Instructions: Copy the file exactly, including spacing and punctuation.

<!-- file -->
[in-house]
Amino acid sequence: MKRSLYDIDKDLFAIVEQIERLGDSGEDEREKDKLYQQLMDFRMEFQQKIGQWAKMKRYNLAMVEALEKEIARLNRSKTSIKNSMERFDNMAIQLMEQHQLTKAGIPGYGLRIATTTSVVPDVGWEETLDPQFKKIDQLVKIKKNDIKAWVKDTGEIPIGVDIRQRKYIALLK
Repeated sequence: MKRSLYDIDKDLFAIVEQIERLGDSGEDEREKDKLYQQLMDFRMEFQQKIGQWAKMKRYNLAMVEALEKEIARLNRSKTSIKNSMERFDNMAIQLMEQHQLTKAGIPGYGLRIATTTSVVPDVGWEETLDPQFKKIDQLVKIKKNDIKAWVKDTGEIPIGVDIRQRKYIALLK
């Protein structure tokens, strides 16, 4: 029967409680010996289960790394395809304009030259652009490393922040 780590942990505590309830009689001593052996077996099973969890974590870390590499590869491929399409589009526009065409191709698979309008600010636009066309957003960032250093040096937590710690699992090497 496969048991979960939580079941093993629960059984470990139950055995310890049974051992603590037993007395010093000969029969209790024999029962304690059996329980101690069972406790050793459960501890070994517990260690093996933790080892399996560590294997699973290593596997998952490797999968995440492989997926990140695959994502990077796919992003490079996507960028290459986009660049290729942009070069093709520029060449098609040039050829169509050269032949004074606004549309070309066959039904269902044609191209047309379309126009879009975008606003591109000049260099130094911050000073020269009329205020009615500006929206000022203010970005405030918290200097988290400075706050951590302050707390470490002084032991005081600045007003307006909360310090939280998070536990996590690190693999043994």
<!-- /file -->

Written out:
[in-house]
Amino acid sequence: MKRSLYDIDKDLFAIVEQIERLGDSGEDEREKDKLYQQLMDFRMEFQQKIGQWAKMKRYNLAMVEALEKEIARLNRSKTSIKNSMERFDNMAIQLMEQHQLTKAGIPGYGLRIATTTSVVPDVGWEETLDPQFKKIDQLVKIKKNDIKAWVKDTGEIPIGVDIRQRKYIALLK
Repeated sequence: MKRSLYDIDKDLFAIVEQIERLGDSGEDEREKDKLYQQLMDFRMEFQQKIGQWAKMKRYNLAMVEALEKEIARLNRSKTSIKNSMERFDNMAIQLMEQHQLTKAGIPGYGLRIATTTSVVPDVGWEETLDPQFKKIDQLVKIKKNDIKAWVKDTGEIPIGVDIRQRKYIALLK
């Protein structure tokens, strides 16, 4: 029967409680010996289960790394395809304009030259652009490393922040 780590942990505590309830009689001593052996077996099973969890974590870390590499590869491929399409589009526009065409191709698979309008600010636009066309957003960032250093040096937590710690699992090497 496969048991979960939580079941093993629960059984470990139950055995310890049974051992603590037993007395010093000969029969209790024999029962304690059996329980101690069972406790050793459960501890070994517990260690093996933790080892399996560590294997699973290593596997998952490797999968995440492989997926990140695959994502990077796919992003490079996507960028290459986009660049290729942009070069093709520029060449098609040039050829169509050269032949004074606004549309070309066959039904269902044609191209047309379309126009879009975008606003591109000049260099130094911050000073020269009329205020009615500006929206000022203010970005405030918290200097988290400075706050951590302050707390470490002084032991005081600045007003307006909360310090939280998070536990996590690190693999043994």